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On Virginia Tech, On Brotherhood.

Adam Richlin on Friday, 20 April 2007.



I am troubled by the recent events in Virginia Tech, but I think there is a great social change that VT caused in this generation that is worthy of note and support. I will not comment on the event itself, rather the response to the event.


"It is a sad comment on the human condition when the most notable place-markers in time are the ones of greatest tragedy."


As we all know, the current college generation (those born from 1983-1988) have grown up through plenty of fear and violence in schools across the country. I dont mean to be morbid, but just a reminder of where this generation is coming from.

It stunned me to find that we were the first generation in history to have a televised school massacre at least once per school level we attended (elementary, junior, and high school). That should say something about the culture we have matured in; the culture that we have been shown as a model for our future.

I remember hearing stories of the Frontier Junior High massacre of 1992, the Heath Highschool Shootings of 1997, the Jonesboro Massacre of 1998, the Columbine High School massacre of 1999, and the Amish School Massacre of 2006, just to name a few.


A few days ago I took out another mental index card and wrote down "Virginia Tech, 2007."



Yet, in spite of the brutal violence and instability, it would appear that our generation has grown up stronger. We have learned that there is no gain from that violence, and we have learned not to repeat it. We have grown a weather-worn shell that is used to battering.

We are strong because we were taught from an early age that we have to be. It was a necessity for survival in the wild, and now it's making a comeback. It seems to reappear at times after some tragedies, but not others. I find myself with the same feelings I felt after 9/11... that yearn to selflessly contribute to help close the suffering and grief of others that I have never known and probably will never meet.

And I am happy to say I'm not alone.

In my recent wanderings of the web, I found so many outpourings of support from every corner of the country that I felt the need to document this for the future.

The first place that college students began to band together was Facebook, the infamous social networking site. From Facebook alone, there have been over 9,400 groups started in memorial of the VT massacre. That's at least 120,000 students that have raised their voices to show support. In particular, there is one group called "A tribute to those who passed in the Virginia Tech shootings." that has collected over 310,000 members and is growing rapidly. No where else have I ever seen 310,000 people that have raised their voices to agree on the same idea.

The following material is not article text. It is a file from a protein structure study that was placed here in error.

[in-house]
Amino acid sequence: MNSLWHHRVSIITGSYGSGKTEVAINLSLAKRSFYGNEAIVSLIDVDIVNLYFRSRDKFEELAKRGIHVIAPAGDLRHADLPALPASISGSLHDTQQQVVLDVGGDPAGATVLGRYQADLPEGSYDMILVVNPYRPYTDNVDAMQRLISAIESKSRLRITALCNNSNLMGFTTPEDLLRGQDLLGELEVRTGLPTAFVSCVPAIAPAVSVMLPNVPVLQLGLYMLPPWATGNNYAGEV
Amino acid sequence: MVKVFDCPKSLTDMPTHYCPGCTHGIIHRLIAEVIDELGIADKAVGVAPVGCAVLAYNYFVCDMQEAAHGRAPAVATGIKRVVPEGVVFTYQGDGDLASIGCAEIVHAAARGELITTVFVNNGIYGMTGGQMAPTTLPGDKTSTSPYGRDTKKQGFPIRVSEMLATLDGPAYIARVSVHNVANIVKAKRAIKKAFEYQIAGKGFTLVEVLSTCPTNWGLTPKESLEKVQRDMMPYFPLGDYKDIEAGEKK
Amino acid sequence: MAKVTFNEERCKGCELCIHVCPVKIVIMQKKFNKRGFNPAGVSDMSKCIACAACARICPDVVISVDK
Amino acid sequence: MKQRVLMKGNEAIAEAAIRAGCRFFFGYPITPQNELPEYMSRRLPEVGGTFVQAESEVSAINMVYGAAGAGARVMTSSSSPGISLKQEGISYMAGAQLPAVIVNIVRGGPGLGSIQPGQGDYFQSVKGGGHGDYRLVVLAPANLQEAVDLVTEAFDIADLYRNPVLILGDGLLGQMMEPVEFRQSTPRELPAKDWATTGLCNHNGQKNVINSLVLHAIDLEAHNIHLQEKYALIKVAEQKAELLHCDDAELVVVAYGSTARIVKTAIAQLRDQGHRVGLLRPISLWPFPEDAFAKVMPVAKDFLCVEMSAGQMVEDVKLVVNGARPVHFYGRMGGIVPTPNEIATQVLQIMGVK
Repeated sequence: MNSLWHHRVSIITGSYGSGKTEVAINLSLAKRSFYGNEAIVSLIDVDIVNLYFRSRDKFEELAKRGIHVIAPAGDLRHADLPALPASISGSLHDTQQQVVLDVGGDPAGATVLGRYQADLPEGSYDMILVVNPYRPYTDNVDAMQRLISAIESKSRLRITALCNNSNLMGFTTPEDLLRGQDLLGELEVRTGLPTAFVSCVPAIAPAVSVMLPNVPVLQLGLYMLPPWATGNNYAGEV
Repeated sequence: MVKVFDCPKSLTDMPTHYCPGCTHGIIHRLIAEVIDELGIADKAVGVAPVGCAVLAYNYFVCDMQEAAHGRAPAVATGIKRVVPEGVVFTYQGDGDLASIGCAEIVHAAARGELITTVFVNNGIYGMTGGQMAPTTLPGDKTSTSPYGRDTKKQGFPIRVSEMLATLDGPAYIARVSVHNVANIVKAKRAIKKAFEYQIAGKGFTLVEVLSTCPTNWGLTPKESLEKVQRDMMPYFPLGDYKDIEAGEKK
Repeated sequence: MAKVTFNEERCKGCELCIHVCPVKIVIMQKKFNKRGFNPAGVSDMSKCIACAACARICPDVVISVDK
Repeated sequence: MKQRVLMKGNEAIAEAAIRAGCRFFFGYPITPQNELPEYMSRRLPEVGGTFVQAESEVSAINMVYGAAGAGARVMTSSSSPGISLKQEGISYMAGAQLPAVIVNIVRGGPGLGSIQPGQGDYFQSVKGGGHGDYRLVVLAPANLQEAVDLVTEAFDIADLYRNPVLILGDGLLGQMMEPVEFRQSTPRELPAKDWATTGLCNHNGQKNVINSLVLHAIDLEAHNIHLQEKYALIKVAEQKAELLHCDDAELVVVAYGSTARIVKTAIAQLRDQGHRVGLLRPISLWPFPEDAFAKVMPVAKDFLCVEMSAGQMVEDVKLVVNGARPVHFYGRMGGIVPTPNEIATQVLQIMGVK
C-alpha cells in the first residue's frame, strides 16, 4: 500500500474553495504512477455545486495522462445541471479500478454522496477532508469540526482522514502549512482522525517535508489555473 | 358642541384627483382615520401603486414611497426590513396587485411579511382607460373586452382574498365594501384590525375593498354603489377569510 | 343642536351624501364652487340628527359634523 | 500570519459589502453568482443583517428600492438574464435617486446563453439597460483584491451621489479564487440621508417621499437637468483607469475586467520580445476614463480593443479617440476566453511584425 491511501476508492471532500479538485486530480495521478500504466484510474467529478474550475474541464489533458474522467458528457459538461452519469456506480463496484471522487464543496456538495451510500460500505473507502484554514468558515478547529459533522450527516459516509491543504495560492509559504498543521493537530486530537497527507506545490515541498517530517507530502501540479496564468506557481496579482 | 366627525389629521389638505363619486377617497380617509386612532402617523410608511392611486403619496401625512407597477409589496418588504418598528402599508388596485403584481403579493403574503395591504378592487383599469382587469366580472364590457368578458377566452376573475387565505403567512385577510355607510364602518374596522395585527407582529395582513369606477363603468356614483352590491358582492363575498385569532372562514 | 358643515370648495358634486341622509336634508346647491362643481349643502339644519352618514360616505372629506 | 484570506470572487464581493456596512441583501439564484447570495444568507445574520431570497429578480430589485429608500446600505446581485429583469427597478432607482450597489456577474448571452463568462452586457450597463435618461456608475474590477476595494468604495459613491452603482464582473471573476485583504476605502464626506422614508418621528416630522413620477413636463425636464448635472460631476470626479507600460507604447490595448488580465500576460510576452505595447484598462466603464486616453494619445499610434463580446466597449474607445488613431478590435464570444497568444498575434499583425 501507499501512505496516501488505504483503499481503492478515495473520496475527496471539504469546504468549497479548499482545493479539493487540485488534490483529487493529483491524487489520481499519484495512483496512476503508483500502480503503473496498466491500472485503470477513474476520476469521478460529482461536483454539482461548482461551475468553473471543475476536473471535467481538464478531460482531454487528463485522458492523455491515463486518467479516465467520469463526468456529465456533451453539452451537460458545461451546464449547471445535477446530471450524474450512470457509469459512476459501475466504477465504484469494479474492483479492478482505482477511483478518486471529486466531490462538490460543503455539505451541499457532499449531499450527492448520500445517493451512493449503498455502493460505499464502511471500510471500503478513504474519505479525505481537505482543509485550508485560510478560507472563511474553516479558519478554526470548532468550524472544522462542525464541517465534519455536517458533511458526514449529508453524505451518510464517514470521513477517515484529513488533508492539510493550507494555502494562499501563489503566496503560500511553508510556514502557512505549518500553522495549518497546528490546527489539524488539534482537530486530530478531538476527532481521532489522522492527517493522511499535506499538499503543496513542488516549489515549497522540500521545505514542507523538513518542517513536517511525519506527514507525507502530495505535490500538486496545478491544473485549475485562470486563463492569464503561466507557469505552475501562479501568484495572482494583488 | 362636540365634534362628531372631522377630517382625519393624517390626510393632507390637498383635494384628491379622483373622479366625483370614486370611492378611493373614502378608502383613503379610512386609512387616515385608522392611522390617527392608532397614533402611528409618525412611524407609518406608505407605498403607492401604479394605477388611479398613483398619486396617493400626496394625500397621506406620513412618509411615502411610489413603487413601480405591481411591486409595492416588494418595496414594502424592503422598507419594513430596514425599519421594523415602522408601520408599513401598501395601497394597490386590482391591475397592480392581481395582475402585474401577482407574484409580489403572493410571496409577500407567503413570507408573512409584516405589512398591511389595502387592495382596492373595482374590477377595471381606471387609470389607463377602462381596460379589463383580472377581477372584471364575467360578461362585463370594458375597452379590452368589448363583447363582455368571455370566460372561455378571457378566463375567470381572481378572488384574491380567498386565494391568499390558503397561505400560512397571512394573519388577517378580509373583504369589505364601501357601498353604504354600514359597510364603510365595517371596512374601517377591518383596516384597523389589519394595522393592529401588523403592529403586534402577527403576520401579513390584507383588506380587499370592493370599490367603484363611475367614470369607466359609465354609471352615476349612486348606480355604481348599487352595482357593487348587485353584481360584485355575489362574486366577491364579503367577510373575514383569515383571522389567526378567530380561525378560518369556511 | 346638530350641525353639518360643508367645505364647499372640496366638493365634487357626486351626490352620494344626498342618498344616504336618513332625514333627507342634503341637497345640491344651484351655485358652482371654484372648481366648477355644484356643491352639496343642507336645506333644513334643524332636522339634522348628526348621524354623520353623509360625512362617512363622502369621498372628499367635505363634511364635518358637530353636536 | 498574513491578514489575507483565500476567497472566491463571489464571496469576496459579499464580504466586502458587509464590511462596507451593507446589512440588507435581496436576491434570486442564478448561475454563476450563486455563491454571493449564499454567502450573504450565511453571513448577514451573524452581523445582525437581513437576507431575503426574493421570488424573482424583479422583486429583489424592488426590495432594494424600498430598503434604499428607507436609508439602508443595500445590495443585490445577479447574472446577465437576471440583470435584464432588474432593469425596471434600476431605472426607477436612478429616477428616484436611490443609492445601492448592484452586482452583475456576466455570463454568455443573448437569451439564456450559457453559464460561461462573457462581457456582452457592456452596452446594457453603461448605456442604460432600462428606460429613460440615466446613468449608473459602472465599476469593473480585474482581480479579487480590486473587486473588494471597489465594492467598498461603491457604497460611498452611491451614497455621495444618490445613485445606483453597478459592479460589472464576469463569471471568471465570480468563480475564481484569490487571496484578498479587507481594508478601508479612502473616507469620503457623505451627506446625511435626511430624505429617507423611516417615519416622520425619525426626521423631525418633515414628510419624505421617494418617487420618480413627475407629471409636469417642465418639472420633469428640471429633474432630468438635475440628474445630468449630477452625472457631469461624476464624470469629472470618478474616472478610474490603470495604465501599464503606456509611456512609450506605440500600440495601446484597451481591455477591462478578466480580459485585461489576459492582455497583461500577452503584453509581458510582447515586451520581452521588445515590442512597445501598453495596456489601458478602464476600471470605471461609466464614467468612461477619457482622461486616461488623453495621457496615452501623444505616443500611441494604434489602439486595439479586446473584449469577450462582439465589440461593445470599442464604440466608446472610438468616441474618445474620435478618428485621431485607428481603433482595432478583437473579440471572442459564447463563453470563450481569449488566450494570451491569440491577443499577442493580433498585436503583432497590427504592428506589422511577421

From their photo gallery in the group, one student submitted the following photo that I think sumarizes the university-wide sentiment quite elegantly:
Photo of an outline of the Virginia Tech logo with the logos of 400 other universities inset, followed by

I dont even have to look to see if RIT has their logo in there. Whether or not it is actually shown, it should be there.

From there, I moved on to another one of my favorite sites, CollegeHumor.com. Now I can't recommend wandering that site as some of the content may be inapropriate, but there is one page that caught my attention. (click) Here, the masters of inane college humor take a moment to sober up and comment on the recent events in an elegant and simple manner. Over 4,000 students have paid their respects to VT so far, and every one of them have been mature and honest in their posts.

Everywhere I look, I see an outpouring of support in creative ways from normal students with no relation to the tragedy; students that though "it could have been at my university" and "that should never have happened." With most major tragedies, the news sensationalizes them and we all gasp, but then life goes back to normal. For Virginia Tech, it seems that every college student in the United States (and many abroad) have taken action for themselves and become symbolic brothers of VT. In the end, the only difference between Virginia Tech and any other college in the country is the choice of mascott and a couple of miles. We are all the same students studying the same things, just in different places.

Students have gone as far as raising money, worn maroon and orange (VT's colors) in memorial, and some just stood up and held a candle in the night sky. But together, we acted. Together, we supported. Together, we huddled with our college brothers for a moment of silence.

We weren't even there, but we may as well have been from the reaction.



Students care. I see it, they see it, and we all hope Virginia Tech students see it, too.